The Dangers of Too Much Sun Exposure

The Dangers of Too Much Sun Exposure

Posted by DermaZinc® on Jun 10th 2022

The sun gives us many benefits – vitamin D, improved mood, and even better sleep, to name a few. However, too much of a good thing can be bad, and the sun is no exception to the rule. When it comes to sun exposure, having too much can cause a variety of negative effects.

These effects can range from irritated skin all the way up to heatstroke or skin cancer. While we don't want you to always avoid the sun, it's important to know what can happen if you spend too much time being exposed to UV rays.

Sunburn – Probably Your First Thought

When thinking of the adverse effects of the sun, most people likely think of sunburn. Sunburn is a sign of skin damage that comes from spending too much time being exposed to UV rays, which normally come from sun exposure. While many people will shrug off a sunburn as just a mild irritant, it can be much more than that. In fact, repeated sunburn can lead to skin cancer (but more on that in a minute).

When it comes to sunburn, there are a variety of unpleasant symptoms to watch for. They begin as slightly irritating (red and tender skin or a headache) but can become more severe if the sunburn is more significant. Some people may experience nausea or even a fever from sunburn.

Rather than simply avoiding excessive sun exposure, there are some steps that you can incorporate into your routine to help avoid the possible dangers associated with a sunburn. You should stay out of the sun between 10:00 am and 2:00 pm because these are peak UV hours. In addition, make sure to always apply SPF (even in the winter!!) and wear protective clothing when you can't avoid the sun.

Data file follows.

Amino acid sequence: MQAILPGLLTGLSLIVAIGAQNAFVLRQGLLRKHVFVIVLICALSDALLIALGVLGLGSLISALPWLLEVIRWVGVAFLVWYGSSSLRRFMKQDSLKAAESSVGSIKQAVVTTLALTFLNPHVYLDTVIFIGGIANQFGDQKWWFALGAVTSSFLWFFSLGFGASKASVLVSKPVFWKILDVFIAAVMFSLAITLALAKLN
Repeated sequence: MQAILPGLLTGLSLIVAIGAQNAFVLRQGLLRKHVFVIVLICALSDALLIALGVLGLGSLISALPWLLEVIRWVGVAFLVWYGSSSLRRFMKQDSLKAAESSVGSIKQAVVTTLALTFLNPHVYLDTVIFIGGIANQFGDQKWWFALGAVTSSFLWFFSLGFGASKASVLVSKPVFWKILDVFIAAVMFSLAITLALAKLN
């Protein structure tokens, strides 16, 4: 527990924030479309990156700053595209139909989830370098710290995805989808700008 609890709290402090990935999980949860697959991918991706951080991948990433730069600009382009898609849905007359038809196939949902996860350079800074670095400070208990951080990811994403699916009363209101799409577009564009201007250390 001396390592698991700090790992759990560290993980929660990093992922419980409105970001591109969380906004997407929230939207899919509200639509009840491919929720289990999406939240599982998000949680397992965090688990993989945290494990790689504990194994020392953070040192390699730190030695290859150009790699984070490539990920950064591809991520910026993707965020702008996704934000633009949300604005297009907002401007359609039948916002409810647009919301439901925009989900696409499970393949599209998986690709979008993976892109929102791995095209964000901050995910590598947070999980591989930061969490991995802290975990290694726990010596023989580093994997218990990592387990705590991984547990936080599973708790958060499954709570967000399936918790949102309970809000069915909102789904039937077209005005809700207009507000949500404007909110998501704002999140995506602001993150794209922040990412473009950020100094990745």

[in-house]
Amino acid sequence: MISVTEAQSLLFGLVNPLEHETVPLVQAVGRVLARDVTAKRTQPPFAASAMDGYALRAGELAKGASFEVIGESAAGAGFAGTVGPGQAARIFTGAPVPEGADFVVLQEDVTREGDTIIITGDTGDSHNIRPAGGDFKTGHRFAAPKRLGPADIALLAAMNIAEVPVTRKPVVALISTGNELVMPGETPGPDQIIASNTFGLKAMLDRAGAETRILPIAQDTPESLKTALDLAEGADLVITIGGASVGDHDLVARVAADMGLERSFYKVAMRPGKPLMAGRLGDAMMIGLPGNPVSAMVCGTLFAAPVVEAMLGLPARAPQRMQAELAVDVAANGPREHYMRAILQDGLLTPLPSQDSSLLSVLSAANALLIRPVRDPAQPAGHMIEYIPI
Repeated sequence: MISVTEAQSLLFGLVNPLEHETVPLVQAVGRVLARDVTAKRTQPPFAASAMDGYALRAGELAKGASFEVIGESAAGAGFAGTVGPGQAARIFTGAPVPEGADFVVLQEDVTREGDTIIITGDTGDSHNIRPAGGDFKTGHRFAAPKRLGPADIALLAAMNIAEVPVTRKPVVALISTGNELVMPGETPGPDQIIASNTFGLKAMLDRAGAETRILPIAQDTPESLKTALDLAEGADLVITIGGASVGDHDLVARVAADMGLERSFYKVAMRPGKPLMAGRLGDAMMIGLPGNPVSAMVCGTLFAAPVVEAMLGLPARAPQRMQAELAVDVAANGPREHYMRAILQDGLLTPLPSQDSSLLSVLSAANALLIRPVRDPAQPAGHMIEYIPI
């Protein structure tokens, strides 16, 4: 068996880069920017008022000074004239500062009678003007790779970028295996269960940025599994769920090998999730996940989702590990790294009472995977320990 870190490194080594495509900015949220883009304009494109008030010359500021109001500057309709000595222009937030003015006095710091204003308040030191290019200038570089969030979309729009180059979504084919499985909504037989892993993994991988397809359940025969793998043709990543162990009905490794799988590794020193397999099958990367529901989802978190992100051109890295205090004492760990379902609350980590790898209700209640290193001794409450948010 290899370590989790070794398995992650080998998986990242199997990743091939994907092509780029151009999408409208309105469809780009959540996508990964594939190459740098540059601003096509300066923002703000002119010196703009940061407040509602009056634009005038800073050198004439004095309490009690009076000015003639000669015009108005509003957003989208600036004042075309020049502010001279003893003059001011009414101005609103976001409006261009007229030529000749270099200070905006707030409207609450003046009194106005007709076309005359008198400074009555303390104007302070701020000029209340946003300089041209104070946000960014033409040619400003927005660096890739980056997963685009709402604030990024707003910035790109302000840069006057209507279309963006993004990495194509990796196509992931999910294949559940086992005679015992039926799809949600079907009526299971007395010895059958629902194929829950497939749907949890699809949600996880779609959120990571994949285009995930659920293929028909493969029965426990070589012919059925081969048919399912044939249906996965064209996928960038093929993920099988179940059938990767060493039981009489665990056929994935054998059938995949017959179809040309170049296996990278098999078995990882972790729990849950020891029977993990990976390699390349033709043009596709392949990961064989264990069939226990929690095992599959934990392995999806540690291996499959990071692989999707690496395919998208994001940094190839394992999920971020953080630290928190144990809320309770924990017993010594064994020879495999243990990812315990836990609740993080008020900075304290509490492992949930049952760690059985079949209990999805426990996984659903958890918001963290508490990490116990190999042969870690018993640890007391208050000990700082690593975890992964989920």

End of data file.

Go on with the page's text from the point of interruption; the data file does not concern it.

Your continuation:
Dehydration – More Than Just Feeling Thirsty

While many consider dehydration a side effect of some illnesses or simply not drinking your recommended daily water intake, too much sun exposure can also lead to dehydration. Dehydration can be mild, but it can also be more serious and even cause someone to end up in the emergency room to receive IV fluids. It happens when your body loses the water it needs in order to function properly.

When you're out in the sun too long, especially when it's hot outside, dehydration becomes a much more significant risk than normal. When you're sweating, your body is losing fluids more quickly, so it's crucial to replace the water faster than it's leaving your body. When outside, watch for symptoms like excessive thirst, dry skin, or feeling dizzy or light-headed. If you begin feeling any of these, get out of the sun and begin hydrating immediately.

It's important to drink plenty of fluids before you go outside and while you're out in the sun. It can also help to do outdoor activities earlier or later in the day, again missing the peak hours for sunray exposure.

Heatstroke – A Severe Consequence

Heatstroke can be seen as a step or two above the dehydration you can experience when you're in the sun too long. This reaction is most common in the summer when the high temperatures are working with the bright sun to cause a dangerous environment to be outside. Heatstroke is caused by your body overheating and requires immediate treatment from a healthcare professional.